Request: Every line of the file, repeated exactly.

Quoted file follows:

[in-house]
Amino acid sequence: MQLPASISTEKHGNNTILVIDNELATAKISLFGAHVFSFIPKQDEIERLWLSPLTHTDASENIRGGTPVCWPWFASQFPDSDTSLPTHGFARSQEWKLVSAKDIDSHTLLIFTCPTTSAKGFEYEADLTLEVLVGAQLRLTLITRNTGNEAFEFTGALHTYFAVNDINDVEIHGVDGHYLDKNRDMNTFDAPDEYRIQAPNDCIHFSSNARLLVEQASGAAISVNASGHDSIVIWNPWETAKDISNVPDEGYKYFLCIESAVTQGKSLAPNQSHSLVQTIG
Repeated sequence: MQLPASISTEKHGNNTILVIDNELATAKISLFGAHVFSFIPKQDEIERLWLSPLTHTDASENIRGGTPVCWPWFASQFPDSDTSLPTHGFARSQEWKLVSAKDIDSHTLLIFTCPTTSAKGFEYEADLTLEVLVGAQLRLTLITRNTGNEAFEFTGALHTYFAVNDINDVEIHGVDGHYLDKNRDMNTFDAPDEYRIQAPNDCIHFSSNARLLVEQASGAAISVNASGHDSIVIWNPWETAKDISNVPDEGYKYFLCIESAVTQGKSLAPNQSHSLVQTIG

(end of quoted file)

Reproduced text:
[in-house]
Amino acid sequence: MQLPASISTEKHGNNTILVIDNELATAKISLFGAHVFSFIPKQDEIERLWLSPLTHTDASENIRGGTPVCWPWFASQFPDSDTSLPTHGFARSQEWKLVSAKDIDSHTLLIFTCPTTSAKGFEYEADLTLEVLVGAQLRLTLITRNTGNEAFEFTGALHTYFAVNDINDVEIHGVDGHYLDKNRDMNTFDAPDEYRIQAPNDCIHFSSNARLLVEQASGAAISVNASGHDSIVIWNPWETAKDISNVPDEGYKYFLCIESAVTQGKSLAPNQSHSLVQTIG
Repeated sequence: MQLPASISTEKHGNNTILVIDNELATAKISLFGAHVFSFIPKQDEIERLWLSPLTHTDASENIRGGTPVCWPWFASQFPDSDTSLPTHGFARSQEWKLVSAKDIDSHTLLIFTCPTTSAKGFEYEADLTLEVLVGAQLRLTLITRNTGNEAFEFTGALHTYFAVNDINDVEIHGVDGHYLDKNRDMNTFDAPDEYRIQAPNDCIHFSSNARLLVEQASGAAISVNASGHDSIVIWNPWETAKDISNVPDEGYKYFLCIESAVTQGKSLAPNQSHSLVQTIG